Katz v. U.S.
Charles Katz conducted illegal gambling activity over a public pay phone. What he wasn't aware of was that the FBI was taping all of his conversations with a listening device on the outside of the phone booth; they used this information to convict. Katz appealed this stating that the evidence they recieved was obtained illegally since it violated his Fourth Amendment rights. The Court of Appeals ruled for the FBI since they didn't actually physically intrude into the booth but the Supreme Court granted certiorari.
After the trial, Katz appealed but the Court of Appeals upheld the conviction stating that his Fourth Amendment rights were not violated since the FBI never physically intruded into the booth. The Supreme Court reversed this decision.
Does the Fourth Amendment protect you from being recorded without your knowledge on a public phone and if evidence is obtained can it be used against you?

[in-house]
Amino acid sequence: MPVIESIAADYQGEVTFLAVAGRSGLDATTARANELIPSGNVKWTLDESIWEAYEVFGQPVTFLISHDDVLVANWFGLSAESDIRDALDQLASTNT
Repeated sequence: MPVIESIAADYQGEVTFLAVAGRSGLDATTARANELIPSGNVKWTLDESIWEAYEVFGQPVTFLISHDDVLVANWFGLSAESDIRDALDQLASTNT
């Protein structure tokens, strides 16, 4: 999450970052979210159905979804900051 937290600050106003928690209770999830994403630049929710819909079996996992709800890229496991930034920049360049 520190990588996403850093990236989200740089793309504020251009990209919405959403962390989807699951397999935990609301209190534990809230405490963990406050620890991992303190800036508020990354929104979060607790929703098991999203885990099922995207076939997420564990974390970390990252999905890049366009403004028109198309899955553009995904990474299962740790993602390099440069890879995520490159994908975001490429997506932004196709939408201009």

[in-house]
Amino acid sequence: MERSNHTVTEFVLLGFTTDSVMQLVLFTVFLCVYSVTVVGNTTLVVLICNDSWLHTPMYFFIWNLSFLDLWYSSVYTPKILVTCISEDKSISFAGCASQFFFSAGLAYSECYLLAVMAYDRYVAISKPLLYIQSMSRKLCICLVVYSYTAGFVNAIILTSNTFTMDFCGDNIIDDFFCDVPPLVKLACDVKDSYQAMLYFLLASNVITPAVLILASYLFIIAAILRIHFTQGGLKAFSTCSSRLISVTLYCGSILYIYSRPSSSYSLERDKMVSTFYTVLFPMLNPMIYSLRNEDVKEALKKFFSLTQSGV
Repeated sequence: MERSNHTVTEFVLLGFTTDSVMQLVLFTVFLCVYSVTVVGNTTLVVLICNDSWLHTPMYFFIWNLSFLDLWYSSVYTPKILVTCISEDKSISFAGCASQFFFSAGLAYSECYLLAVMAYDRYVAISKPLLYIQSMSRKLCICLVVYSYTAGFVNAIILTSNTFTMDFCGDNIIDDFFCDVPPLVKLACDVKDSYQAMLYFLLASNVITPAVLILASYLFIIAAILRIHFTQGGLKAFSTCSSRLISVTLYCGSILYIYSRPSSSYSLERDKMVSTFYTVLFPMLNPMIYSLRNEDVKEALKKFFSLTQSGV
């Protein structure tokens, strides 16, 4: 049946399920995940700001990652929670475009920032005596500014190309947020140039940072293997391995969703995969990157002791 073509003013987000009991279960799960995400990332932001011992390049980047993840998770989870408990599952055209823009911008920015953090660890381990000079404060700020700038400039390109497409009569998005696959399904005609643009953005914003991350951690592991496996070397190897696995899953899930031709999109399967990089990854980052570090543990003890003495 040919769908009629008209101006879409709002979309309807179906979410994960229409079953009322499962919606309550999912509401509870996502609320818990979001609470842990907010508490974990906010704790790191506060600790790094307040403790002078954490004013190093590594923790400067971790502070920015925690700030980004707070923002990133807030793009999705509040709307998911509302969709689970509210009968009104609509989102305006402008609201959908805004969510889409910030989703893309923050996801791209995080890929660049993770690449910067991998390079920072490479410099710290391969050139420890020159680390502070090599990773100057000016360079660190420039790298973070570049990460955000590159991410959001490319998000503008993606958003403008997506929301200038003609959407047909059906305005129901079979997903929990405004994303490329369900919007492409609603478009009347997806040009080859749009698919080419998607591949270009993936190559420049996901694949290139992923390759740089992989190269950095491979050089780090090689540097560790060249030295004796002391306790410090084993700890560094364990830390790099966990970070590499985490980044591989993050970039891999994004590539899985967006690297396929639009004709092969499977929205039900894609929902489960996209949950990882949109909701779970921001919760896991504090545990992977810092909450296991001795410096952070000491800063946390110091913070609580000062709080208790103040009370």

Reversed lower court decision. Katz Fourth Amendment rights was violated.
Katz won 7-1 favor. Justice Stewart wrote, “One who occupies [a telephone booth], shuts the door behind him, and pays the toll that permits him to place a call is surely entitled to assume that the words he utters into the mouthpiece will not be broadcast to the world.” Justice Harlan states that : “(a) that an enclosed telephone booth is an area where, like a home, and unlike a field, a